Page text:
It was a week of expected developments in THE FIGHT to legalize online poker, with one unexpected development thrown into the mix. Let’s start with the expected.
Yesterday, Nevada Gov. Brian Sandoval signed an amendment to Nevada’s intrastate online poker law that allows Nevada to enter into online poker agreements with other states without waiting for explicit authorization via federal law. It’s another small but important step in the re-opening process for the U.S. market.
Prior to this amendment, the Nevada Legislature only had authorized online poker within the bounds of the state. The previous law specified that interstate licenses would not become effective until either a federal law authorizing online poker was enacted or the Department of Justice gave its written blessing to interstate online poker.
Then New Jersey Gov. Chris Christie changed the game by indicating his support for broad-based online gaming, including the ability to negotiate agreements for shared player liquidity with other states. That spurred the Nevada Legislature into action.
In a blow to Rational Group, “bad actor” language made it into the final version of the bill. Although not as draconian as first proposed, the language still broadly prohibits operators and service providers who served the U.S. after December 31, 2006 from being found suitable for licensure for five years. Even then, those operators would have to submit to the jurisdiction of the federal government and of every state in which they operated post-2006. There are some exceptions to the bad actor language, but they are extremely narrow.
The new amendment effectively prohibits PokerStars, Full Tilt, and any other site that operated in the U.S. after 2006 from being licensed for five years – enough time for Caesars, MGM and the other casino groups to establish dominant positions in the market.
Despite the clarity in the law, there still are many questions surrounding interstate poker. Would Nevada insist on bad actor provisions in the interstate agreements? How long will it take to negotiate these agreements? How much does this really matter until a large-population state passes an internet poker law? Where do the tribes fit in?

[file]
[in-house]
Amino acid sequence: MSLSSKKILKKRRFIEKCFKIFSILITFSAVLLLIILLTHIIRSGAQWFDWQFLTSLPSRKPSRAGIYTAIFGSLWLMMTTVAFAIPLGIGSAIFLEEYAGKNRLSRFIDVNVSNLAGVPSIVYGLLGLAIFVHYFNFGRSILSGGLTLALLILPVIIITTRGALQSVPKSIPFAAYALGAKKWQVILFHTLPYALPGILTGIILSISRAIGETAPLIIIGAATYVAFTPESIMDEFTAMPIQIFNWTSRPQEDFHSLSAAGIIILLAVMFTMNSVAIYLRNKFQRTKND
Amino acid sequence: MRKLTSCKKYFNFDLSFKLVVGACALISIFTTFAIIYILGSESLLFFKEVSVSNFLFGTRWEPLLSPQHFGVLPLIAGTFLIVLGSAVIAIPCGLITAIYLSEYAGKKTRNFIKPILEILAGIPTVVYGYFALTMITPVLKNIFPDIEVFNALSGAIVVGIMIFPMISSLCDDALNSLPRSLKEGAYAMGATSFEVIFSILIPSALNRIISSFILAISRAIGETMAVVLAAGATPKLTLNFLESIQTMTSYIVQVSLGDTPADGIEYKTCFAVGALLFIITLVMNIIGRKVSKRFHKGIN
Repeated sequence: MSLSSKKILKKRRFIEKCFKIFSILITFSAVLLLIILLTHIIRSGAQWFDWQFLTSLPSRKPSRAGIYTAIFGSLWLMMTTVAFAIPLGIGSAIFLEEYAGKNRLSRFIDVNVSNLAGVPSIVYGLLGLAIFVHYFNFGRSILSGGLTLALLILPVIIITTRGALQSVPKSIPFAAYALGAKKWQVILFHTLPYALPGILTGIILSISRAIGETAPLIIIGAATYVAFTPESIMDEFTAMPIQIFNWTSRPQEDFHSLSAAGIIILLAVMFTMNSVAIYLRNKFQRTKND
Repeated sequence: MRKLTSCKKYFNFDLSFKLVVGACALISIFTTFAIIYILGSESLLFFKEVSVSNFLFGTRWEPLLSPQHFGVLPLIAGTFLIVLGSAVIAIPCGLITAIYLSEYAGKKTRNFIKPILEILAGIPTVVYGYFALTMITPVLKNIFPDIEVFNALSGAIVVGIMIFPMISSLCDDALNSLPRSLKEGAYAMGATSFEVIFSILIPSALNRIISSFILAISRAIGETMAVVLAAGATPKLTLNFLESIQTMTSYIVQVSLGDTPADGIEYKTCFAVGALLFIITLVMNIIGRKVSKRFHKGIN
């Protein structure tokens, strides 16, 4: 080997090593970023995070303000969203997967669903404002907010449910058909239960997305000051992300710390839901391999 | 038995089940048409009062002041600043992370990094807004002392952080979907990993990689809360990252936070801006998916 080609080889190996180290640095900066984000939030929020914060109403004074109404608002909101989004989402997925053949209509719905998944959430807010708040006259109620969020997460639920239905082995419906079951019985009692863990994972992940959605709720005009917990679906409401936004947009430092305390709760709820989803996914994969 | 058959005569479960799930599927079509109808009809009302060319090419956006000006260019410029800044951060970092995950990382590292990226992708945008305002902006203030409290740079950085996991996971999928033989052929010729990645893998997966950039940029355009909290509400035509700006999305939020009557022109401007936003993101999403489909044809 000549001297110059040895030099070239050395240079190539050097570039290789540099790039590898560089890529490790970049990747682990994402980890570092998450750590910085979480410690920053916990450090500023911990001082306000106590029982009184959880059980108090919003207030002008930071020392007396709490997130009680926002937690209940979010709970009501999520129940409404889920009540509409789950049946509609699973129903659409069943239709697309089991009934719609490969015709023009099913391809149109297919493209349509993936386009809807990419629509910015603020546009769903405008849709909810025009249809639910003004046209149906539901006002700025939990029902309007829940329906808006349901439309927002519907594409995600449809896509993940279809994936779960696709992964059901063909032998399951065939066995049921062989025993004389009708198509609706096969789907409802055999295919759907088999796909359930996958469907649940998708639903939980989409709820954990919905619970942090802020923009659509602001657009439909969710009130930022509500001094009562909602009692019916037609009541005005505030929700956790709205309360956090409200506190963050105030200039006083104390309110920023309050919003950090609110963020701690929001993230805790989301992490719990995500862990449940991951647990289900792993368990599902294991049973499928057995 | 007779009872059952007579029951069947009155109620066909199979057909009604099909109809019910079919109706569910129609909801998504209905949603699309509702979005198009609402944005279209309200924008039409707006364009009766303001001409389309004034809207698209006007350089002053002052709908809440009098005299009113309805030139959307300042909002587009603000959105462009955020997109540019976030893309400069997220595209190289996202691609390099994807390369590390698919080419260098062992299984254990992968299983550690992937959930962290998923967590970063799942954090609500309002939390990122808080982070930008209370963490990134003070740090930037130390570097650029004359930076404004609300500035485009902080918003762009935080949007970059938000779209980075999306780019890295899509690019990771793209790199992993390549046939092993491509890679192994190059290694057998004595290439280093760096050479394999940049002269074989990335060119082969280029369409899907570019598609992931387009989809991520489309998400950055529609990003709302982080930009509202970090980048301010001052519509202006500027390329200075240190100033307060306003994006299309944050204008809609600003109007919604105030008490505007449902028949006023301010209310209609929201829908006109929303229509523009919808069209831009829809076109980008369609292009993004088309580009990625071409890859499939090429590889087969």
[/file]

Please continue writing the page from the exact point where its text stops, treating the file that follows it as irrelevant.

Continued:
As you can see, the Nevada amendment is another small step down a still-long road.
The other top story of the week wasn’t directly related to legislation or regulation. Chris Ferguson tentatively settled his Black Friday civil suit with the DOJ.
The settlement had been expected ever since Ferguson’s pal, Howard Lederer, settled back in December. In the settlement, filed Wednesday in Federal court but not yet approved, Ferguson forefeits his claim to certain funds seized by the DOJ and to all unpaid dividends owed to him by Full Tilt. He also agrees to pay a penalty of $2.35 million.
In truth, this is little more than cleaning up the loose ends of Black Friday. With Ferguson’s settlement seemingly in hand, the last loose end left is the disposition of Ray Bitar’s case. Once Bitar agrees to a deal, the Black Friday prosecutions will effectively be over, allowing the industry to put that cloud behind it for good and to focus on positive regulatory developments moving forward.
News of the settlement comes just as outgoing American Gaming Association president Frank Fahrenkopf unexpectedly claimed that Rep. Joe Barton (R-TX) will introduce a new federal online gaming bill in the House of Representatives by the end of March. While most in the industry still prefer a federal solution, and Barton has long been friendly to online poker, it’s difficult to see how such a bill has any chance of passage in the Senate. Senate Majority Leader Harry Reid (D-NV) encountered repeated difficulties trying to legalize online poker in 2010 and 2012. He also lost one of his primary Republican allies when Arizona Senator Jon Kyl retired after the 2012 session.
But in order to have even a puncher’s chance, you have to get in the ring. Here’s hoping that Barton is able to succeed where Reid has not. After all, after Black Friday, nobody expected THE FIGHT would be easy.
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